Diane’s Country Music Newsletter — 15 November 2023


The new CMA Entertainer of the Year is Lainey Wilson. She is the first female to win since Taylor Swift in 2009 and 2011. Lainey also won the most awards—five—at last week’s 57th CMA Awards show. “This is all I’ve ever wanted to do; this is all I’ve known how to do,” she said in her acceptance speech. “For all of you little girls watching and for the ones that are here tonight too. I’m getting up every single day and I’m looking at myself in the mirror and saying, I am beautiful. I am smart. I am talented. I am Godly. I am fearless. If somebody tells me I can’t do it, hold my beer and watch this. Us girls, y’all, we’ve been having to blaze trails from the very beginning. I just wanna say thank you so much for letting me be part of that. And here’s to all the ladies that blaze trails every single dang day of their life.” Chris Stapleton won his seventh Male Vocalist of the Year Award, breaking his own record. “Thank you, thank you, CMA,” he said in his speech. “Every single one of these guys in this category deserves this award. I have won a couple of these, and I’m always shocked when I win one. And I’m humbled again tonight to stay in such a wonderful crowd of people.” Mac McAnally led a tribute to Jimmy Buffet, singing “A Pirate Looks at Forty” with Kenny Chesney. Zac Brown Band and Alan Jackson then debuted a tribute song, “Pirates and Parrots,” before starting “Margaritaville,” which the crowd joined in singing.

“Despite being the face of women in country music for well over a decade, Carrie Underwood has never been the CMA Entertainer of the Year,” reports Whiskey Riff. She was a major part of the CMA awards for 18 straight years but was not there this year, and no one seemed to know why. Her fans are livid, with social media comments such as, “If Lainey Wilson can win entertainer of the year after four #1 singles and just being an opener, shouldn’t Carrie Underwood have won in like 2007 after four #1 singles, a Billboard hot 100 #1 and an arena tour, and selling like three million albums?” Another tweeted, “Overlooking Carrie Underwood for years only to give Entertainer of the Year to an opening act; if there was any integrity in the award it’s ruined.” But another said, “The future of country music is with artists like Lainey Wilson and Cody Johnson, even with indie artists like Zach Bryan. And that’s a good thing.”

In 2019, Jenee Fleenor was the first woman ever nominated for the Country Music Association’s Musician of the Year award. She won that year and every year since. With five straight wins, she’s now tied with Johnny Gimble as the fourth-most all-time winner in the category. She was the first fiddle player to win in over 20 years. The Northwest Arkansas Democrat Gazette reports she was just a toddler when she started Suzuki classical violin lessons. She left her hometown of Springdale, Arkansas, in 2001 to move to Nashville. She plays fiddle, mandolin, and acoustic guitar, and is a sought-after session musician. She’s also a singer and songwriter. Her band, Wood Box Heroes, recently debuted on the Grand Ole Opry.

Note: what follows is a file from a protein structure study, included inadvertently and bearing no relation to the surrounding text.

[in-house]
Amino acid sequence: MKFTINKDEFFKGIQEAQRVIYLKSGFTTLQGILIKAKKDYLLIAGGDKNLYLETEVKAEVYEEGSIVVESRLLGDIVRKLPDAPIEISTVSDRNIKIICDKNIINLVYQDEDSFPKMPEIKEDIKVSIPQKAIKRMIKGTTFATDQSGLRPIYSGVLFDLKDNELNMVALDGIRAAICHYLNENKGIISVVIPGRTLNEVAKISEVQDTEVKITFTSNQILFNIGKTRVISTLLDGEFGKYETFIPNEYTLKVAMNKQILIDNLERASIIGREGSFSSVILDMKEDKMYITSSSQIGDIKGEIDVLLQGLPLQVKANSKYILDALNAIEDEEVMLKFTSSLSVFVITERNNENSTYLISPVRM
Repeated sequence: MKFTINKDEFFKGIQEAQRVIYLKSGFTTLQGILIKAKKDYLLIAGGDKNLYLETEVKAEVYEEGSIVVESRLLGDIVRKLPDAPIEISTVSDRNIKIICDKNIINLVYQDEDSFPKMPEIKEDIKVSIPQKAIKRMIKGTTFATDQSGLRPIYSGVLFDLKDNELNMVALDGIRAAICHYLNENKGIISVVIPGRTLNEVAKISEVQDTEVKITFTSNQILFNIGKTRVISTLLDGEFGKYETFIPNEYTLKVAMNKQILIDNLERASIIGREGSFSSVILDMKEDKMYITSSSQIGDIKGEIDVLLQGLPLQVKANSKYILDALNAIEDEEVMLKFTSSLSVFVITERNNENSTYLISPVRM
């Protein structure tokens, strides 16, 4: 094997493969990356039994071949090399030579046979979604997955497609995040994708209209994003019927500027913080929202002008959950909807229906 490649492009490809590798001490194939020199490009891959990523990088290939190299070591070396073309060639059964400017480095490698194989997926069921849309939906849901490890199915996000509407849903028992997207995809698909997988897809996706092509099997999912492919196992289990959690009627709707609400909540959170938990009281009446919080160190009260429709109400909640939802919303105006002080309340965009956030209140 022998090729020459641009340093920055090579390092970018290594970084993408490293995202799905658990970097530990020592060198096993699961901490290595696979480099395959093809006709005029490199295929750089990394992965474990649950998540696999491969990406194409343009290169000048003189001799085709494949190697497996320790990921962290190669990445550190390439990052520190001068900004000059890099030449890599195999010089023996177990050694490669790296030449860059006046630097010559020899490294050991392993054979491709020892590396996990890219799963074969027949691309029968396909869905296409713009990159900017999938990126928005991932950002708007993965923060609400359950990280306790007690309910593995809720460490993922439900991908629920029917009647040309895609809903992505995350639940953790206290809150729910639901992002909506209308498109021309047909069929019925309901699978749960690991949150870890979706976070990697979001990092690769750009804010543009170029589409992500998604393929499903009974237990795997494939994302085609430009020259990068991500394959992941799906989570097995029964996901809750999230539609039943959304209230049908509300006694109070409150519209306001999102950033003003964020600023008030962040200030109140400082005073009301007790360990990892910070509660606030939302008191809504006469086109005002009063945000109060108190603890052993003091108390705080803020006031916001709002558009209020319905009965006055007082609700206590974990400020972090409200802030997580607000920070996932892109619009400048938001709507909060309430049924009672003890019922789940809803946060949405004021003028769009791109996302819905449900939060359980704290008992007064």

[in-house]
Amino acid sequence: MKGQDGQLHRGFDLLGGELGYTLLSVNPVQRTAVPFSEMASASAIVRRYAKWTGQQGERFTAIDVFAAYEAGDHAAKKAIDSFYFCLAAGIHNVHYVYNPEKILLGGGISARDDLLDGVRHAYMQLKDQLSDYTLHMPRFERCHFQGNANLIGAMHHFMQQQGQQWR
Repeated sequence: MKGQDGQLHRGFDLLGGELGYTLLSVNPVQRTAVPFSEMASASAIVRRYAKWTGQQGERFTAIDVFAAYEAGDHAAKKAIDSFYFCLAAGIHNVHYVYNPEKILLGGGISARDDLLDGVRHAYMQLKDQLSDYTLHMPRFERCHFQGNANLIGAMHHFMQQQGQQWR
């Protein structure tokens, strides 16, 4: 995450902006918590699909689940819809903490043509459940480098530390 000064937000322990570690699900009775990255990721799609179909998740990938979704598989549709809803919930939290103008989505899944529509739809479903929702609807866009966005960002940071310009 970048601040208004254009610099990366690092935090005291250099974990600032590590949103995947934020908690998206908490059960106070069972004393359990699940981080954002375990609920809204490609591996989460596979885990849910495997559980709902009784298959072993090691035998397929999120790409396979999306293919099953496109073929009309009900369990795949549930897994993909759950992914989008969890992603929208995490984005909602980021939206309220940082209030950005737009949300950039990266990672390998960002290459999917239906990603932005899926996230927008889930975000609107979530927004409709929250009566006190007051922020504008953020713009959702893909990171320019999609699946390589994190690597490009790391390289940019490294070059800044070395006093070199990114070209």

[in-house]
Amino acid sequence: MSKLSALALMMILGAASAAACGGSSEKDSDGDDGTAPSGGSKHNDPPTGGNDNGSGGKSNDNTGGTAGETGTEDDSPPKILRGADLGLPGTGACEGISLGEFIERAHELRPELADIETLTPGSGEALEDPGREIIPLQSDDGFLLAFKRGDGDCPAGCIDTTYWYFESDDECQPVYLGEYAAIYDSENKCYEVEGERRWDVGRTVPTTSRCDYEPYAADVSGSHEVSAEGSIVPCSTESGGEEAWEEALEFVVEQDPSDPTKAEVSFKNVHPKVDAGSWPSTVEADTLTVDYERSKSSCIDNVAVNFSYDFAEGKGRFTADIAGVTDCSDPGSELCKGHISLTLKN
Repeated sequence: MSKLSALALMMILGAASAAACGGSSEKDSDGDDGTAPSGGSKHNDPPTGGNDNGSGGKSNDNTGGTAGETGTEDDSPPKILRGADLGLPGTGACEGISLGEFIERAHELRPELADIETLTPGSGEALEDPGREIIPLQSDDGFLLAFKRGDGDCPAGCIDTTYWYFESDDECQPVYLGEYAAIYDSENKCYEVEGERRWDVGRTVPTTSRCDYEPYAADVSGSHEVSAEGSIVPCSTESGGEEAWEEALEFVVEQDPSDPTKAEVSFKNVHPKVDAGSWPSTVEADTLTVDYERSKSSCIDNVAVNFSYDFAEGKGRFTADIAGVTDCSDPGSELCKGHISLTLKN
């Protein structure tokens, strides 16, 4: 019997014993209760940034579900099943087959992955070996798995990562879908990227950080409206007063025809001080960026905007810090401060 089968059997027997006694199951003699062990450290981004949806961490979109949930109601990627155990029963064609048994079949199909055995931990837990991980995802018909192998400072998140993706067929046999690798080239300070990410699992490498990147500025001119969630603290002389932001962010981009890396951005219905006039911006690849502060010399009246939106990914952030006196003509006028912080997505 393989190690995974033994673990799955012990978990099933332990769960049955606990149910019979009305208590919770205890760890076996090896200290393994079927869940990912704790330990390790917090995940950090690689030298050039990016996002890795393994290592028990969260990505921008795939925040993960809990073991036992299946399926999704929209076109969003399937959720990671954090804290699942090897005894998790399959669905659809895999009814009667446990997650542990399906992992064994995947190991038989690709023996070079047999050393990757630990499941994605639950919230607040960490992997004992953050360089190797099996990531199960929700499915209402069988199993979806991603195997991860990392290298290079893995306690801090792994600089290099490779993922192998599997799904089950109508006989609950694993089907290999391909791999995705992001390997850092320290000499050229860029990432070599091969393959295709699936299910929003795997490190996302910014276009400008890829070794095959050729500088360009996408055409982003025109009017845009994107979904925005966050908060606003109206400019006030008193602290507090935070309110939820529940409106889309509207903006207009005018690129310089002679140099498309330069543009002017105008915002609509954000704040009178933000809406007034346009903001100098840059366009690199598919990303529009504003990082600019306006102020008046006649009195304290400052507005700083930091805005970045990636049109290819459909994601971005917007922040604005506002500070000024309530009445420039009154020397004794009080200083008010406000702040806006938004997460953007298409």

In a recent interview with The Hollywood Reporter, Dolly Parton was asked if she’d ever been invited to perform the Super Bowl halftime show. “Oh, sure. I’ve been offered that many times,” she said. “I couldn’t do it because of other things, or I just didn’t think I was big enough to do that big of a production. When you think about those shows, I’ve never done anything with that big of a production. I don’t know if I could have.” But now that she’s releasing her first-ever rock ‘n’ roll album, Rockstar, she says, “It would make more sense. That might change. I might be able to do a production show.”

“Puttin’ Up Hay” is the latest music video of young country star Alex Miller. Filmed during his three-day engagement at the Missouri State Fair in Sedalia in August, the video opens in the barn “where it all started” as Alex tells his bandmembers about the long hot summers working on a farm—and meeting the farmer’s daughter. The video is a companion to Alex’s new single, “Puttin’ Up Hay,” which he wrote with Larry Cordle and Jerry Salley; it is on his new EP, COUNTRY. Alex recently attended the 96th National FFA Convention & Expo in Indianapolis, where he received the organization’s highest accolade, the American FFA Degree. According to a press release, recipients are chosen for having “gone above and beyond to achieve excellence, exhibiting outstanding leadership abilities, and maintaining community.”

“Rockin’ Around the Christmas Tree,” recorded by Brenda Lee when she was thirteen years old, is celebrating its 65th anniversary. To commemorate the occasion, Brenda filmed a video. It features cameos by Tanya Tucker and Trisha Yearwood, and it shows Rock and Roll and Country Music Hall of Famer Brenda Lee getting ready for her favorite holiday by trimming the tree and baking cookies. “Rockin’ Around the Christmas Tree,” written by Johnny Marks, is one of the top-selling Christmas songs every year.

CTV News (Toronto, Ontario) reports a crew bus and a truck belonging to the Shania Twain “Queen of Me” tour were involved in a rollover near Wolseley, Saskatchewan. The vehicles were travelling from Winnipeg to Saskatoon. Officers responded to the rollover just after 7 a.m. Highway 1 was ice covered and slippery. Thirteen people were treated in hospital for non-life-threatening injuries. CTV News observed the vehicles had Tennessee license plates. Before taking the stage at the SaskTel Centre in Saskatoon the next day, Shania posted on Instagram: “Thank you so much for the outpour of love and support from everyone. First and foremost my touring family are safe. Anyone needing medical care is receiving great support. The local community and every single crew person has been phenomenal in the face of a very scary scenario.” According to USA Today, she ended her statement with, “Hug and hold those you love, we are doing the same!”